Sounds as tho you may be without insurance in the States? I'm in Texas. Do yourself a favor and get some insurance before you get a diagnosis as they're working every second to reinstate the pre-existing condition exclusionary clauses. If you get a COPD diagnosis before getting insurance, regardless of specific lung issue in that umbrella you will never be able to get insurance until you're eligible for Medicare, and he may dismantle that long before you get to that age.

    Beyond that, we're not docs and can't diagnose you. Heart issues also cause SOB but I guess whoever you saw felt certain it wasn't heart related?

    You might look up online videos for breathing exercises. Doing those regularly may give you more control. Would that doc renew your Rx without another office visit? It never hurts to ask the nurse.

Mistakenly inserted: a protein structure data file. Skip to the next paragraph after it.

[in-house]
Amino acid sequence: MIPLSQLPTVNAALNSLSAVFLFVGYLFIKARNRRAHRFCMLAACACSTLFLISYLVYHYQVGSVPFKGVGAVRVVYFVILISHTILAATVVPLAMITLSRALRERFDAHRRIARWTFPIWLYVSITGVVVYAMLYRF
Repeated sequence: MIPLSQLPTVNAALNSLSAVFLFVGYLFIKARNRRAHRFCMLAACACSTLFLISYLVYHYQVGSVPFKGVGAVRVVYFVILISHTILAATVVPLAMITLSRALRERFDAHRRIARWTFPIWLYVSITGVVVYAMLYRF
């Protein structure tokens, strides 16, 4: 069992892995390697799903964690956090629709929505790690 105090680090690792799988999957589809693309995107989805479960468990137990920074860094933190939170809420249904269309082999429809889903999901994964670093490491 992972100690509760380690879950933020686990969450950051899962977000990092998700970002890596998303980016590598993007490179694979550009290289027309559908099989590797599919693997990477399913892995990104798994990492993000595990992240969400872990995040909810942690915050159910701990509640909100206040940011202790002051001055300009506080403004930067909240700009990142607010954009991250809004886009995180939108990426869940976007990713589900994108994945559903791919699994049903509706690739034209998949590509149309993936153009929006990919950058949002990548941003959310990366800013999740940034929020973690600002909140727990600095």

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  • Posted

    Hi and thank you for replying to me! I do have health insurance but for some reason the Dr didn’t think it was covered or warrant applying to my health insurance vs what my copay would be. It’s honestly not that expensive but it’s just been an unusual month for me.  It’s a couple of weeks before I see my Dr again so I figured I’d do it next week when I am more flush. Thank you for the health insurance advice though. My insurance is self-paid (not through work) and not that great for the amount I pay here in Northern California.  I have been watching PR breathing exercises that I found online and they do help significantly.  
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  • Posted

    self diagnosis is not recommended, you do need diagnosis from a medical professional.  you may also want to ask for a spirometry test or referral for full lung function test.  If you can be very active as you describe, even if you do have lung damage its not likely to be severe.  

    Good luck with test results.

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  • Posted

    [color=#333333]Hi Kim - That was an eloquent account from you seven days ago. None of us is professionally qualified but some of the guidance offered frequently turns out to be useful. And each of us has varying symptoms.[/color]